Neighbourhood fast food environment and area deprivation—substitution or concentration?

Macdonald, L. , Cummins, S. and Macintyre, S. (2007) Neighbourhood fast food environment and area deprivation—substitution or concentration? Appetite, 49(1), pp. 251-254. (doi:10.1016/j.appet.2006.11.004)

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Publisher's URL: http://dx.doi.org/10.1016/j.appet.2006.11.004

Abstract

It has been hypothesised that deprived neighbourhoods have poorer quality food environments which may promote the development of obesity. We investigated associations between area deprivation and the location of the four largest fast-food chains in Scotland and England. We found statistically significant increases in density of outlets from more affluent to more deprived areas for each individual fast-food chain and all chains combined. These results provide support for a ‘concentration’ effect whereby plausible health-damaging environmental risk factors for obesity appear to be ‘concentrated’ in more deprived areas of England and Scotland.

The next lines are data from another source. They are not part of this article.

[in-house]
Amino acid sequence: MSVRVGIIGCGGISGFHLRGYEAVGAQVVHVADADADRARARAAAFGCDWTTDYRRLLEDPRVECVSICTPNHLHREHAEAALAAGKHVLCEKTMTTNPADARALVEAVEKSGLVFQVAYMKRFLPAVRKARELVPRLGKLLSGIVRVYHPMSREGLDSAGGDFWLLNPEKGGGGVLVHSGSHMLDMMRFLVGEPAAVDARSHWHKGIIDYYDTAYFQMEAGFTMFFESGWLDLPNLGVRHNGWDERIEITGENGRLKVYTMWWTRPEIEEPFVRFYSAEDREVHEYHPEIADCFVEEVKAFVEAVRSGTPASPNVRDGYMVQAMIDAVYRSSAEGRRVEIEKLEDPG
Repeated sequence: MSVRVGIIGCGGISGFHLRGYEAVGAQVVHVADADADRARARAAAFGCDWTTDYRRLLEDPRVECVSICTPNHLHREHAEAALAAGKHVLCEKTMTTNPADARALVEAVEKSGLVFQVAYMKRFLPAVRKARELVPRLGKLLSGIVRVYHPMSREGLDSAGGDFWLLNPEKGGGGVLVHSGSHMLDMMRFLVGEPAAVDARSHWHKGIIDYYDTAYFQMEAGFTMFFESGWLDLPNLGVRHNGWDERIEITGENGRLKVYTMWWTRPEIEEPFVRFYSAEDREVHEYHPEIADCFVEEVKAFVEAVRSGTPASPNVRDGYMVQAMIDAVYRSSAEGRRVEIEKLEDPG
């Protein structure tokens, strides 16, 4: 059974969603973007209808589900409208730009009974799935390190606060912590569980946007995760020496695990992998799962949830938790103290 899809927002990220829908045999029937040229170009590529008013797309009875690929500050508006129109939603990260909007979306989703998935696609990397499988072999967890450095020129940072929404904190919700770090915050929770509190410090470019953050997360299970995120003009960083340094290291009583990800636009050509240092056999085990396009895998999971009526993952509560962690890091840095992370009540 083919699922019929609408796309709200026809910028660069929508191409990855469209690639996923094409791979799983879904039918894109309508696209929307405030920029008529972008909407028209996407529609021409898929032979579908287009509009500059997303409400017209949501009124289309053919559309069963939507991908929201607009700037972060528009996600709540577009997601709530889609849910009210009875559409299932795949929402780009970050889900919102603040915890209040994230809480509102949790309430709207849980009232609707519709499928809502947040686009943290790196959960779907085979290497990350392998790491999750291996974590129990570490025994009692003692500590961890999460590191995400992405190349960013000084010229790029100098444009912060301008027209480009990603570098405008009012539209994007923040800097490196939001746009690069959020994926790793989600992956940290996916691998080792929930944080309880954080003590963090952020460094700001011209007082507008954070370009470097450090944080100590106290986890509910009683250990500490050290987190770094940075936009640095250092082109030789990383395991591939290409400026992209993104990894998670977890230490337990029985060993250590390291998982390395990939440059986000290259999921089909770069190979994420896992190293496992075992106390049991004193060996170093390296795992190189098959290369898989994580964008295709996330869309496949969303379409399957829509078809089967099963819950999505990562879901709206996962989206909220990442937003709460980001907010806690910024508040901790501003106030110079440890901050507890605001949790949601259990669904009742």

Item Type:Articles
Status:Published
Refereed:Yes
Glasgow Author(s) Enlighten ID:Macintyre, Professor Sally and MacDonald, Mrs Laura
Authors: Macdonald, L., Cummins, S., and Macintyre, S.
College/School:College of Medical Veterinary and Life Sciences > Institute of Health and Wellbeing > MRC/CSO Unit
Journal Name:Appetite
ISSN:0195-6663

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